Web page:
Bariatric surgery is not an easy thing. Careful consideration must be taken in your decision to move ahead. Gastric bypass and gastric sleeve are irreversible and a complete life change. Insurance companies, along with your surgeon, want to make sure that you are making an informed decision and you are physically and mentally prepared for the surgery. Each insurance company has their own set of requirements, if they will cover the surgery.
Pulmonary consult and PFT’s (pulmonary function tests) are required.
You will need to meet with the lung doctor to discuss your history and he will order the PFT’s which tests how air enters and leaves your lungs (Pulmonary Function Test). If you snore, you will also need to have a sleep study performed to check for sleep apnea. If the results are negative- the doctor will give clearance.
Cardiology consult and an echocardiogram is required.
You will need to meet with the heart doctor and discuss any pertinent issues. Then they will order an echocardiogram, if the examination warrants one. If everything shows up good, the doctor will clear you for surgery.
Gastroenterology Consult and an Upper Endoscopy
This will check for ulcers or abnormalities. You will meet with the stomach doctor who will speak to you about your history and will schedule the upper endoscopy. An endoscopy is a test that sends a tube down your throat to see all the way to your stomach. This is usually required for gastroenterology clearance.
A psychiatric consult is important.
The licensed professional that you meet with (must be licensed) will ask for a history as well as your current situation and supports available to determine if you are mentally prepared for this permanent life change.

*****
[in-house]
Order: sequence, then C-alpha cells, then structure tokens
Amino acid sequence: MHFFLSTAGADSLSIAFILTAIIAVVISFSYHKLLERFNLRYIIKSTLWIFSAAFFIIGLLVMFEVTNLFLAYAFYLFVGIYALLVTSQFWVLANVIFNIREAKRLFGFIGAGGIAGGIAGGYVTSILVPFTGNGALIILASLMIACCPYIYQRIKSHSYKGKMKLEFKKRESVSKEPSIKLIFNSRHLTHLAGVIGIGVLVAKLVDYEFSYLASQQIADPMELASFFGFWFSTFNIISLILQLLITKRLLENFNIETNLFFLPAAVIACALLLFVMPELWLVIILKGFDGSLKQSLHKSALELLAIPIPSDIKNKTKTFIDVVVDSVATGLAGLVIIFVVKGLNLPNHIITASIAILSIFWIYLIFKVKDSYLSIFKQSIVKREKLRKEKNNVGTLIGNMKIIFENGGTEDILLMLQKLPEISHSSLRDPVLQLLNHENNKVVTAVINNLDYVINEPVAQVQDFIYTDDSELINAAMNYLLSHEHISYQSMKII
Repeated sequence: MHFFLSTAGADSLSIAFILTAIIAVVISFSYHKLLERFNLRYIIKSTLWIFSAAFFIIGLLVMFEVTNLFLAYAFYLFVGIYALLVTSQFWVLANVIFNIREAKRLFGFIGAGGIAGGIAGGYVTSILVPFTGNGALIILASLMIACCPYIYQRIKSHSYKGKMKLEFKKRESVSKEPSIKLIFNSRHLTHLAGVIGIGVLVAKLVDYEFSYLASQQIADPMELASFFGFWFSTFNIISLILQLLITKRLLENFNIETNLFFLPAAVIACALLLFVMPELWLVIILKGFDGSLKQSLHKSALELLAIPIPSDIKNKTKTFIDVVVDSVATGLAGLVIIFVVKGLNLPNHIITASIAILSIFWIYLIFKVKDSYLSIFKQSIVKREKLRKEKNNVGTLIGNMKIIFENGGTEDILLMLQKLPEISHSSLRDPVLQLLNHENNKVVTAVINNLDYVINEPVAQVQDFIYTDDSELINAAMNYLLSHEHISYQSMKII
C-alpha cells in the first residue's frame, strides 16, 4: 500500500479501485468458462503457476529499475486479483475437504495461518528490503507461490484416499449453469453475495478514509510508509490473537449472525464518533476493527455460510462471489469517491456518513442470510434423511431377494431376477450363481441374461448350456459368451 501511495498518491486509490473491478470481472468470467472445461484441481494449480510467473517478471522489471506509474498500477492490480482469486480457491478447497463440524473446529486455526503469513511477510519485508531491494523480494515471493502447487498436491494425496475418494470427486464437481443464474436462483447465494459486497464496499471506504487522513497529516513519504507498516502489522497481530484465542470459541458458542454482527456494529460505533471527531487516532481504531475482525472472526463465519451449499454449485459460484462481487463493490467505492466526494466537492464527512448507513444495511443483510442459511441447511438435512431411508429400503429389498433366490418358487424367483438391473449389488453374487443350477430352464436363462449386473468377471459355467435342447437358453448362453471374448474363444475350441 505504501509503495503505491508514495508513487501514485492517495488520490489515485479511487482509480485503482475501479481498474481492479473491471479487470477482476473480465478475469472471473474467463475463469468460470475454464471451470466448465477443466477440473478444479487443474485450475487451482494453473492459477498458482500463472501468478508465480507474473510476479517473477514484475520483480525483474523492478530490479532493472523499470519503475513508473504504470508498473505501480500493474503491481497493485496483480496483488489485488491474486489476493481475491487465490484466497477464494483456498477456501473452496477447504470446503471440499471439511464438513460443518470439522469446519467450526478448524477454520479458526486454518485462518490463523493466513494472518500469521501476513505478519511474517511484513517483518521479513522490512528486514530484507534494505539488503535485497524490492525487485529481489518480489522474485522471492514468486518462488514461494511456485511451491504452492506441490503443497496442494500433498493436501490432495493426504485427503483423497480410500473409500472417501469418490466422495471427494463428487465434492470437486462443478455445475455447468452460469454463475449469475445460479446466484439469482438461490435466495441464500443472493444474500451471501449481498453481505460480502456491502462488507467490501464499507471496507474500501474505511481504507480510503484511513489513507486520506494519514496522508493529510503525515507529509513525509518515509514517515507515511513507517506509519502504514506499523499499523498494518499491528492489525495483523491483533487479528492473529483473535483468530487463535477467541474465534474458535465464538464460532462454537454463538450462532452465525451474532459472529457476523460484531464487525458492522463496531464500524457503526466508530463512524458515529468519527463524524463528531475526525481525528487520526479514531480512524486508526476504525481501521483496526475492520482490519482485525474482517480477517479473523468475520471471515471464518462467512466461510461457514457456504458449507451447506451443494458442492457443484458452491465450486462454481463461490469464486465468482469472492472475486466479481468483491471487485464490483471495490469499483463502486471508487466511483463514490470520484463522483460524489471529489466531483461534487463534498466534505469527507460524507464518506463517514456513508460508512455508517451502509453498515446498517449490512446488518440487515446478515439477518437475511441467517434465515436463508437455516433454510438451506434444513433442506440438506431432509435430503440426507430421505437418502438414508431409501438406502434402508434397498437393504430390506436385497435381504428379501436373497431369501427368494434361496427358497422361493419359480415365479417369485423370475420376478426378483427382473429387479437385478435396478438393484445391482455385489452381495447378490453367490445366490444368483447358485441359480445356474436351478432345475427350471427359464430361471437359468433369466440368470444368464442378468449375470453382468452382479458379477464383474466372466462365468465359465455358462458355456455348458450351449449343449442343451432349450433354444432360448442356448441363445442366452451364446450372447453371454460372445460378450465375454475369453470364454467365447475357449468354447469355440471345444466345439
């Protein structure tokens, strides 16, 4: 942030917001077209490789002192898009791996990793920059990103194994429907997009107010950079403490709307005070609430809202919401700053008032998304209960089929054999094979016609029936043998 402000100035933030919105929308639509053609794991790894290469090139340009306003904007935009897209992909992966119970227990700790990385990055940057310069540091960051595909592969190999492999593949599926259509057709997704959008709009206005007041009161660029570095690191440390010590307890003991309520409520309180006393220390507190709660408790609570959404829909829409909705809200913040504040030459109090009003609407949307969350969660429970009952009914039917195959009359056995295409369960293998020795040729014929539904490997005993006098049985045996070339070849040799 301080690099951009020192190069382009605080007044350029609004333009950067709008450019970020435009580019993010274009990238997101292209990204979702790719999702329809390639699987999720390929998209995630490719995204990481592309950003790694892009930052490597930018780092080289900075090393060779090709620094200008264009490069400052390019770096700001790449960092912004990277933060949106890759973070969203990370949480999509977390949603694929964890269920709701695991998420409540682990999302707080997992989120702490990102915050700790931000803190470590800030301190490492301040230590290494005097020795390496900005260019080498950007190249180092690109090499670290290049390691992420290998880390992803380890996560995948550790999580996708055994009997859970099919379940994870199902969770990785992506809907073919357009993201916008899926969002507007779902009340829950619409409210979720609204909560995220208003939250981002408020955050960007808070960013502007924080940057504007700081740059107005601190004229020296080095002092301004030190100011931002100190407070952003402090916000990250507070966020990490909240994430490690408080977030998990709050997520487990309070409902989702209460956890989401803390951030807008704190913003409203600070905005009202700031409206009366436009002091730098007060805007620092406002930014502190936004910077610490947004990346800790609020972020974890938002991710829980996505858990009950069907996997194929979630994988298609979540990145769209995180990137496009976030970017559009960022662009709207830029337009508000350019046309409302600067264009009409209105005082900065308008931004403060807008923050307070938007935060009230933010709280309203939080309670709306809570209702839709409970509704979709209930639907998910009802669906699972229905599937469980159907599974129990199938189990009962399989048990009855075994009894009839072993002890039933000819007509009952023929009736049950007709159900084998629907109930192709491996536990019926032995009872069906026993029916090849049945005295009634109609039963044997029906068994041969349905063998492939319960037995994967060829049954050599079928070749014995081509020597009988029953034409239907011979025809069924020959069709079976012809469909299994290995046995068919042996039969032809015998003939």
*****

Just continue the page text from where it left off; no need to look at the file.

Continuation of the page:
Endocrinology consult is only required if you have diabetes.
This is to make sure that you are stable on your treatment of diabetes.
Attendance to at least one bariatric support group is necessary.
It is also helpful to see others in all stages of progress, before and after.
Nutrition consult is required.
Along with three to six months of a highly supervised diet. Some insurance companies require a pre-surgery weight loss of 5-10 percent of your excess body weight. The nutritionist will prepare you for life after surgery.
“Eat slow, chew well, and no drinking for 30 minutes after eating”—Words to live by.
Nutrition is a major factor of this new life that you’re creating for yourself. Pre-op and post-op, your nutritionist will be your biggest support. Protein and portions are important. Post-op, you will have regrets and think, “what have I done?” There will be two weeks of eating strictly liquids and protein shakes. Your stomach is brand new and still healing and you can’t overwhelm it. Then there will be two weeks of puree and soft foods (low calorie, low fat, low sugar, and low carb). Then you will slowly be able to introduce a normal diet. One new food at a time, just like a baby’s tummy. Eventually, you will be able to eat three to four ounces of food at each meal, if you eat slowly, chew well and wait 30 minutes after meals to drink any fluids. If you drink with meals or too soon after, you are washing the food from your stomach and not allowing absorption of the protein and vitamins. You will be hungry again sooner than you should. Protein is so important. Always eat protein first, then veggies and then carbs. Carbs should be little to none.
Its about a new lifestyle. Everything changes. Eating will not be a hobby or a party event anymore. Bariatric surgery gives you a new lease on life. Most people say, "Why didn't I do this sooner?"